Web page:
The current version, MoCA 2.5, can support transfer speeds of up to 2.5Gbps. A basic MoCA setup requires an adapter at each end. You should look for MoCA 2.5 adapters with 2.5GbE ethernet ports. Most peoples’ internet connections aren't that fast yet, but 2.5GbE ports are becoming more common on desktop and network devices, and there's no reason to bottleneck yourself in the future by getting MoCA adapters with 1Gbps ports when 2.5GbE options aren't much more expensive.
To get started with MoCA, you need a coax port near your router. Get a MoCA adapter, and connect it to one of your router's LAN ports with an ethernet cable. Plug the coax side into the nearest coax port. The other adapter connects to the coax port in the wall at your destination; then, you can connect the ethernet end to your device or a networking switch to wire up multiple devices. You can use multiple endpoint adapters with one router-side adapter, and if your router has a coax port on it — like most FiOS gateways — it already has MoCA built in, and you just need the endpoint adapters. The Verge's editor-in-chief, Nilay Patel, uses MoCA adapters to run the backhaul for his Eero network.
Of course, that assumes a direct cable connection between the router end and the device end, which isn't at all guaranteed. I’ve seen houses with three or four non-intersecting coax cable networks laid down by various cable and satellite installers over the past few decades. You also need to make sure there aren't too many splitters in the path between them — these can lower the signal strength — and if you are also using coax cables for your TV or incoming internet connection, you’ll need a PoE filter, which makes sure MoCA network doesn't interfere with other signals in your network. This may require some cable archaeology and pruning disused splitters and cables.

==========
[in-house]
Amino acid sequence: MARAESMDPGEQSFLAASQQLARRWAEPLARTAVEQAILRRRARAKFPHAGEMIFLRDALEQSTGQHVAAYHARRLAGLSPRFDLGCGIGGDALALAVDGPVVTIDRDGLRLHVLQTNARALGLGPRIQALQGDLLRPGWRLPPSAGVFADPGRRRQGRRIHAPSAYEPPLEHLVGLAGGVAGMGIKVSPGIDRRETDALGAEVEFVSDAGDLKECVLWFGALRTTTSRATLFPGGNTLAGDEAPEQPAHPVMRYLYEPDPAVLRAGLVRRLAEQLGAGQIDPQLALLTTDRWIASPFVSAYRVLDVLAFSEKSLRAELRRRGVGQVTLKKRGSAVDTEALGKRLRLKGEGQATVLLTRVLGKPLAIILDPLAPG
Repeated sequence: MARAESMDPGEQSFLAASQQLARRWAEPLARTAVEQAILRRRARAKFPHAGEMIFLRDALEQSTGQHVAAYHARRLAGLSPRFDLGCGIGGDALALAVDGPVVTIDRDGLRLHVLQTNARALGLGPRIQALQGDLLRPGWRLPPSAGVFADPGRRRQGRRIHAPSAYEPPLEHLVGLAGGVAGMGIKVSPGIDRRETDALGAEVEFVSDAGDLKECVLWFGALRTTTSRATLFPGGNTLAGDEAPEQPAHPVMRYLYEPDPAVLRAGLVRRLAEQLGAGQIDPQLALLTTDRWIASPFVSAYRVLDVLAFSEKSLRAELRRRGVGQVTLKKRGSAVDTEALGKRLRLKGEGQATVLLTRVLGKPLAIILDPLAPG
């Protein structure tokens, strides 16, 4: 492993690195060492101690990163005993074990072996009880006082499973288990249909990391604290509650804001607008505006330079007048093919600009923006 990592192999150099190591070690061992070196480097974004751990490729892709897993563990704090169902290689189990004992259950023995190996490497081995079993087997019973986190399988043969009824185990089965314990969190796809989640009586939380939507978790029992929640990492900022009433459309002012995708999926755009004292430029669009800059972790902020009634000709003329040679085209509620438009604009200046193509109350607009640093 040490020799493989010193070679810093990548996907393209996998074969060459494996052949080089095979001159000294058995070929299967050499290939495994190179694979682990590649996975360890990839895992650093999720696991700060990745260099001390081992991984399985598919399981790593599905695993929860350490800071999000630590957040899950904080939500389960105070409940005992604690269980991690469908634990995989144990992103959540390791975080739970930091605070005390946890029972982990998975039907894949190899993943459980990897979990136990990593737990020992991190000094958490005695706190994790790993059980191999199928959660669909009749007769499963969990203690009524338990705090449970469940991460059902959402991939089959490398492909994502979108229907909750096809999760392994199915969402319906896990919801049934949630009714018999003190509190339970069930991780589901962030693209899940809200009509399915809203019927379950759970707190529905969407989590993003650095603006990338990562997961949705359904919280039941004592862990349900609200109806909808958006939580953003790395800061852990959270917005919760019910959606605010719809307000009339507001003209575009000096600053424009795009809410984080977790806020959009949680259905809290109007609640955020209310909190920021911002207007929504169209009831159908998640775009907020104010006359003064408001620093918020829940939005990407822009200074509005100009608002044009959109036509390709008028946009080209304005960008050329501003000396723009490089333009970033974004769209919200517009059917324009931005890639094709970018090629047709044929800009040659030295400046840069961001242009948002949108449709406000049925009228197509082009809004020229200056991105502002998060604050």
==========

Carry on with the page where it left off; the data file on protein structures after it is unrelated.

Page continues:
The most useful and up-to-date explanation on MoCA that I’ve found is the one Dong Ngo just published in April, which includes helpful info on network layout, splitters, and PoE filters.
Powerline networking lets you use your existing electrical wiring to extend your network. It makes a lot of sense in theory; most people have electrical outlets in every room.
But in practice, its performance depends a lot on the age of your wiring and how each outlet is connected to your electrical panel. Richard Lawler, The Verge's senior news editor, uses an AV2000 powerline networking kit in his home. He says he gets 700 to 1000 Mbps (on a Gigabit network) in some rooms and 300 to 500 Mbps in others. That's better than you’ll get with a lot of Wi-Fi routers at range, though not better than MoCA or a long ethernet cable.
Wirecutter's powerline article — which still has a GIF of my floor lamp going disco mode during my 2015 testing — is a good rundown of the powerline options. Joel also knows his stuff.
In addition to powerline kits, Wirecutter also tested MoCA adapters, and you can see in that article just how thoroughly the MoCA kits beat the powerline ones. Just saying. You’re better off with MoCA if you have it. A long ethernet cable beats powerline if you can manage it, but if that's not an option, powerline is worth a shot.